In some cases, individual anomalies are sufficiently isolated and simple that they can be confidently modeled in detail. For example, Thompson and Robinson (1975) construct detailed models of the magnetic and gravity anomalies of the Twin Sisters Dunite in Washington state, and Burns (1983, 1985) models a portion of the Knik Arm magnetic anomaly (Cook Inlet, Alaska) by tying it to surface outcrop of Jurassic intrusives with high measured magnetic susceptibility. Even if a single specific solution is not possible, important bounds on solutions can frequently be established, as Blakely (1994) demonstrates, or key elements of the solution can be identified (e.g., shapes of sedimentary basins; Jachens and Moring, 1990; Saltus and Jachens, 1995).
Uncertainty is fundamental to the scientific endeavor. Every scientific conclusion is subject to review and is only as good as the assumptions and methodologies that went into it. Scientists construct working hypotheses, models, and experiments to test our understanding. If a model or hypothesis produces results that agree with data and experiment, we regard it as successful for the time being, recognizing it may ultimately fail and need to be corrected, updated, or abandoned in light of new discovery or understanding. The widely quoted (and variously attributed) maxim “all models are wrong, but some are useful” is an expression of the basic nature of science. In terms of uncertainty we could rephrase this maxim as “all models are uncertain, but some are better than others.”
The broader issue in potential fields, as in all science, is the effective and accurate communication of uncertainty (including aspects of non-uniqueness) in our interpretations (Frodeman, 1995; Bond et al., 2007). Indeed, the difficulties of dealing with uncertainty are a fundamental part of ordinary life and not confined to science or any other particular human endeavor (as Pollack, 2003, elegantly discusses). Earth scientists routinely deal with more uncertainty in interpretation than some other scientists because of the generally incomplete nature of our data sampling (Frodeman, 1995). The mathematical non-uniqueness of potential fields requires direct acknowledgment of uncertainty—perhaps more so than for other methods in the Earth sciences. As such, the study of potential-field interpretation provides fertile ground in which to explore the practical implications of theoretical uncertainty.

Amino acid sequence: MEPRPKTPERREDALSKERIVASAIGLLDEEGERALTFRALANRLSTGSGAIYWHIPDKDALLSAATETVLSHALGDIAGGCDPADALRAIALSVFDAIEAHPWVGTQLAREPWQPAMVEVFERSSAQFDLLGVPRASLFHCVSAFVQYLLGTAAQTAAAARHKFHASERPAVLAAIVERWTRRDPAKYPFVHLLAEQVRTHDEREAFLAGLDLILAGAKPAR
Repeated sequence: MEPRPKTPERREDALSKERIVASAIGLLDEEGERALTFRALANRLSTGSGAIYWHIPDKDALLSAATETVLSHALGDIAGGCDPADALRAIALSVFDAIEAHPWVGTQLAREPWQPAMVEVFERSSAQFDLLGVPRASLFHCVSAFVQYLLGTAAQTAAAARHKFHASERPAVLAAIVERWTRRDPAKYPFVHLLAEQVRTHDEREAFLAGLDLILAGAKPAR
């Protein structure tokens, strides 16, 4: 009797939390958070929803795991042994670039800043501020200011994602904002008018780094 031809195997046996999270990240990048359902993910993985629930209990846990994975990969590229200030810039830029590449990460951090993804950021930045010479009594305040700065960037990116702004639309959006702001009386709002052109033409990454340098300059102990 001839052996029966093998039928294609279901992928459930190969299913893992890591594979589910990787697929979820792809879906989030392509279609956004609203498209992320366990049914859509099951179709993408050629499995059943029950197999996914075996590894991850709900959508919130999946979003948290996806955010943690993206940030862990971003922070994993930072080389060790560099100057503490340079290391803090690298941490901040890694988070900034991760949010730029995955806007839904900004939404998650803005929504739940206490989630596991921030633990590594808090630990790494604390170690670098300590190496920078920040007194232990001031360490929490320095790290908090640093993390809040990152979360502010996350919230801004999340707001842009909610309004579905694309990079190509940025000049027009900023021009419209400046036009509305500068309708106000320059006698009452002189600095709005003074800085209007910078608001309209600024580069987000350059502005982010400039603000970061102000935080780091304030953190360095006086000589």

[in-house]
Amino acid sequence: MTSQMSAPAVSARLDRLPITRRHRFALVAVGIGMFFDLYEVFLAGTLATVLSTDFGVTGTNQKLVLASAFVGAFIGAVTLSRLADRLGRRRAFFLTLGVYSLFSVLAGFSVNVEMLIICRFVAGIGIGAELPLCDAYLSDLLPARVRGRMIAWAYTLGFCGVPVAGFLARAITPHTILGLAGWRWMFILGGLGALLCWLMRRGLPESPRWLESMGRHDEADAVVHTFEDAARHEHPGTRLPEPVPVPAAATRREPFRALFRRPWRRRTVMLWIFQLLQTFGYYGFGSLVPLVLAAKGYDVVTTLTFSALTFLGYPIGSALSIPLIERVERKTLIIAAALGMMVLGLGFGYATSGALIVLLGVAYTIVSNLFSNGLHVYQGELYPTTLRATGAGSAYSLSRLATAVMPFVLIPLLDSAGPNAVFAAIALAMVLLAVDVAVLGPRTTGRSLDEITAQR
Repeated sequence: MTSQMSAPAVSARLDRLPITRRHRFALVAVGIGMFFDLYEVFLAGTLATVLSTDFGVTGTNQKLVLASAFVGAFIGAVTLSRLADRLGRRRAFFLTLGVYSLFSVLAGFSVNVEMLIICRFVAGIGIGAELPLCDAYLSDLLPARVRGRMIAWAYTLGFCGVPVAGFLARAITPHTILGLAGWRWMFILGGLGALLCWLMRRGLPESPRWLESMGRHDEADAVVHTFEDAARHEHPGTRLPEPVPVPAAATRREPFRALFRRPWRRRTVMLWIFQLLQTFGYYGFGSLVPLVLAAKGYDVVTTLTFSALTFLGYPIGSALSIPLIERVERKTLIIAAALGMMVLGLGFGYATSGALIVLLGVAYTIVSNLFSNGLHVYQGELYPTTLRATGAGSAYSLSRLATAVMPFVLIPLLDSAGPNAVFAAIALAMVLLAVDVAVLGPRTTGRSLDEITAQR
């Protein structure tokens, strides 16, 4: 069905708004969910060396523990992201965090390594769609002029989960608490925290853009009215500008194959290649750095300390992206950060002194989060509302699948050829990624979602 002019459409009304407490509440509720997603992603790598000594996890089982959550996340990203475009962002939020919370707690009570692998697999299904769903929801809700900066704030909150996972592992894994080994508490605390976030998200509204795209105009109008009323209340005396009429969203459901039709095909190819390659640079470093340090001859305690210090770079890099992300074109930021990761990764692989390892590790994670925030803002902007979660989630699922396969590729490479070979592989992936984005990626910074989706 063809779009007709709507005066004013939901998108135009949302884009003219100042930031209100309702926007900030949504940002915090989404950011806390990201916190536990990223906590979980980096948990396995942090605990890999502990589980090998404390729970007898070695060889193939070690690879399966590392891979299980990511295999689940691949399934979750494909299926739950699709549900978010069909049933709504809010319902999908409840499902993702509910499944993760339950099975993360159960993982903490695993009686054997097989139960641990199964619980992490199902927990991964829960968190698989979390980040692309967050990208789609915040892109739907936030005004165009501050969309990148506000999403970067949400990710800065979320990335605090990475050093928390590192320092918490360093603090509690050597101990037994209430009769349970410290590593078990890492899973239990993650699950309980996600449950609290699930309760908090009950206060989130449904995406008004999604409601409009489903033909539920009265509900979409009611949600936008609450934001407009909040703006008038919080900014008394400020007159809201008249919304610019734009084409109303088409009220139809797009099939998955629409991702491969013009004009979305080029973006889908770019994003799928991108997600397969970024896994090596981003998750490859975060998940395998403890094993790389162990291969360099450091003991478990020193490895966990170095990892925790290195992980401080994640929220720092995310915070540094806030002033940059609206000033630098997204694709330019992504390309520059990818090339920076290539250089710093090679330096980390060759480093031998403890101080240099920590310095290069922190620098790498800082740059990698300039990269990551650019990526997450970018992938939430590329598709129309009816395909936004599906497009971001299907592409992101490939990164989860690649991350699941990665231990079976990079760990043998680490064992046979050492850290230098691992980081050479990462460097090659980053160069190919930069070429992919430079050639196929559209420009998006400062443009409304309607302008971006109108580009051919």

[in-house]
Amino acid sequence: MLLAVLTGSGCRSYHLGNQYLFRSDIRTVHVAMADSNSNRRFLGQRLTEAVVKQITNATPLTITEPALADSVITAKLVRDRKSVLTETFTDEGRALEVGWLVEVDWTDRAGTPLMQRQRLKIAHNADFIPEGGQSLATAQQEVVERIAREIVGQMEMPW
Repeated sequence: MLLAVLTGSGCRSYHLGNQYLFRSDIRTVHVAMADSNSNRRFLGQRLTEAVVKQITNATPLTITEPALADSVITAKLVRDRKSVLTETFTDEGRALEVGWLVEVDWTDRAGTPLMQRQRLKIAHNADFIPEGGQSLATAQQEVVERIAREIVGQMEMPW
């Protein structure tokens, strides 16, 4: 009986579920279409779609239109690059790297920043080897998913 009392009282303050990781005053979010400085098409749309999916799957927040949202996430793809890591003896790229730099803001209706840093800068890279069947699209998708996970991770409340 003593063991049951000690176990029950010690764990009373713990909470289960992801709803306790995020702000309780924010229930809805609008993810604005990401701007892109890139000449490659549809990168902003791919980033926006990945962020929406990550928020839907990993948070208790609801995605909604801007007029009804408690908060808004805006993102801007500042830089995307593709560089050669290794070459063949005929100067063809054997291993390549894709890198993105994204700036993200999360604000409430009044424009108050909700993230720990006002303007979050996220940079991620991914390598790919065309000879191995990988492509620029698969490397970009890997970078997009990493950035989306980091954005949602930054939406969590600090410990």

Many of the greatest scientific challenges of today span the traditional subdivisions of science. Climate change research, for example, spans Earth, atmospheric, and biological sciences and requires the combination of results from physics, chemistry, biology, geology, engineering, sociology, and economics. A key component to successful integrated science is the effective communication and mutual understanding of uncertainties arising in all of the component studies that feed into the ultimate integrated solution. But, it is also important to realize that the ultimate significance of a given result is not necessarily related to the relative certainty of that result. A partial solution or constraint to a fundamental problem may have greater significance than an exact solution to a trivial problem. And an effective integrated solution may encompass a wide range of uncertainties in the component results. To paraphrase Aristotle: The whole (integrated interpretation) is greater than the sum of its parts (methods and assumptions). And, we might add, the individual parts do not necessarily contribute equally to the sum.
As career practitioners of potential-field interpretation, we feel that the theoretical non-uniqueness of potential-field interpretation creates possible confusion about the reliability of potential-field results. All credible potential-field studies judiciously incorporate a priori constraints such as physical property data, geologic mapping, or seismic interpretation to constructively limit the infinite theoretical universe of possible solutions. Furthermore, we feel that the general topic of “non-uniqueness” (and the closely related concepts of uncertainty and error analysis) in the Earth sciences (and indeed, science in general) deserves ongoing discussion and debate, particularly in an age when the best and most difficult problems require multidisciplinary approaches and the need to understand and integrate results from multiple fields. Successful integration requires effective communication and mutual understanding of the uncertainties and assumptions inherent in all scientific results.
We thank Bob Jachens, Bob Simpson, and two anonymous reviewers for enlightening and extremely constructive reviews. We also thank Bernie Housen for his support and encouragement.